|August 25, 2002/New York TIMES
Cost-Cutting Can Start a Ruinous Circle
By LOUIS UCHITELLE
In Alice in Wonderland fashion, we talk of expansion and ignore the
contraction all around us. We convince ourselves that out of cost-cutting
will come prosperity. But while cost-cutting can lift a single company or
two, when practiced widely enough it can pull down an economy. And that is
Few economists acknowledge this dynamic. Corporate cost-cutting and
labor-saving layoffs appear in the forecasts as the golden road to greater
productivity and rising profits. Never mind that we have just fired the
workers and extinguished the salaries that would have been spent on the
merchandise and services to fatten the profits. With sales revenue failing
to rise, we cut costs more. The process feeds on itself - until there are
not enough workers and salaries left to generate sales and profits.
There is hyperbole in this description, but not much. As a nation, we are
caught in the strangest and perhaps most perilous recovery since the
Depression - featuring a dynamic that William Dudley, chief domestic
economist at Goldman Sachs, characterizes as "the corporate paradox of
"If everyone tries to cut costs and save more, no one saves more," he said.
"If you and everyone else cut costs, costs do indeed go down, but revenue
also goes down, so profits eventually go down, too. Collectively, we can't
cut our way to prosperity."
Individual companies - defending themselves, not the economy - have good
reason to throw themselves into this behavior. In one profit report after
another this summer, the story has been the same: Sales revenue was flat or
barely rose in the second quarter, but don't worry, profits were up.
Cost-cutting and labor-saving efficiencies fattened the bottom line, and
revenue will soon rise as lower costs allow us to cut prices and take sales
away from competitors.
That is fine, for a while, for the winning company. But consider what
happens in an imaginary country where Burger King and McDonald's are the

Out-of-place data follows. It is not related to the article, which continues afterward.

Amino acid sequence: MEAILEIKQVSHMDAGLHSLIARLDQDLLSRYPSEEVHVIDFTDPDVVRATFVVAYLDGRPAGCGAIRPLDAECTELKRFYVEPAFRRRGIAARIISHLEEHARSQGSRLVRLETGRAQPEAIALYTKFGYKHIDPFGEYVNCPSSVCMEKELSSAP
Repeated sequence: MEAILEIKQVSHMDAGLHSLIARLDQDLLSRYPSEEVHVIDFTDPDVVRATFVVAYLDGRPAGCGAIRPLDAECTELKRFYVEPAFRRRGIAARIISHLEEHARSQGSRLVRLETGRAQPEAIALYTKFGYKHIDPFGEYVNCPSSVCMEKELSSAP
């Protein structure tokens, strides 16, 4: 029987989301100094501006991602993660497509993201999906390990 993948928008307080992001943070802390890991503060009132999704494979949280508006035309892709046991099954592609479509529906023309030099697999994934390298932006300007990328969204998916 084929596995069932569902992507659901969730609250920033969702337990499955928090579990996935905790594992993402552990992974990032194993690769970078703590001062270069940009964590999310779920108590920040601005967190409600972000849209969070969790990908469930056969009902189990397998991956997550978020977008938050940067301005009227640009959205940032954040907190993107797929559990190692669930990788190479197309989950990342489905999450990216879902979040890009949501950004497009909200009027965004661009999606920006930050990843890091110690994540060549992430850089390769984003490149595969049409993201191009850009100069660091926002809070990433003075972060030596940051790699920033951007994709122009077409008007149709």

entire business sector and the total national output - 100 hamburgers a day,
evenly divided between the companies - matches the demand from this nation's
consumers. Demand and sales revenue, however, stay flat. So Burger King lays
off two workers and uses the saved wages partly to fatten profits and partly
to discount prices by just enough to take sales and revenue away from
McDonald's. And McDonald's responds in kind.
But soon, the four laid-off workers, with little income, buy fewer
hamburgers, and the nation's total consumption drops to 95 hamburgers a day.
That sets off another round of cost-cutting and price discounting, and our
imaginary nation sinks gradually into stagnation or deep recession not
unlike America in the 1930's.
Why isn't that danger uppermost in everyone's mind? Why are forecasters like
James Glassman, a senior economist at J. P. Morgan Chase, so optimistic? In
a nutshell, they expect an infusion of demand from somewhere that will
reverse the cost-cutting and persuade companies to expand investment,
production and hiring. Their main hopes are more tax cuts, more growth in
federal spending and more interest rate cuts by the Federal Reserve. They
also count on people to finance consumption by continuing to extract equity
from their homes, which are still rising in value.
Mainly, though, it is stimulus from Washington that for Mr. Glassman will
save the day. "If Washington cannot get us moving toward full employment
within a year," he said, "then there will be more federal stimulus. We have
learned a lot since the Depression about how to fix the economy."
BUT perhaps not enough. Perhaps we have become too accustomed to the other
post-World War II recoveries, which were so different. There were no
excesses to overcome from a stock market bubble and an insane rush by
business to expand far beyond demand. Instead, when consumption rose, there
was shortage and rising prices. To control inflation, the Fed pushed up
interest rates. In response, consumption subsided, provoking a recession -
until rates came down and pent-up demand reasserted itself. Business stepped
up investment to keep output abreast of demand, and recovery was on its way.
In the current cycle, however, consumption - particularly for cars, housing
and appliances - never tapered off from very high levels during the
nine-month recession that started in January of last year. It has still not
tapered off, but it is not rising, either, and that is a problem. Recovery
requires increased consumption and business investment to make the economy
grow. The danger today is that demand will decline instead, and recession
will return - or there will be prolonged stagnation. Unfortunately, Mr.
Dudley's "corporate paradox of thrift" is pushing hard in that direction.
Copyright 2002 The New York Times Company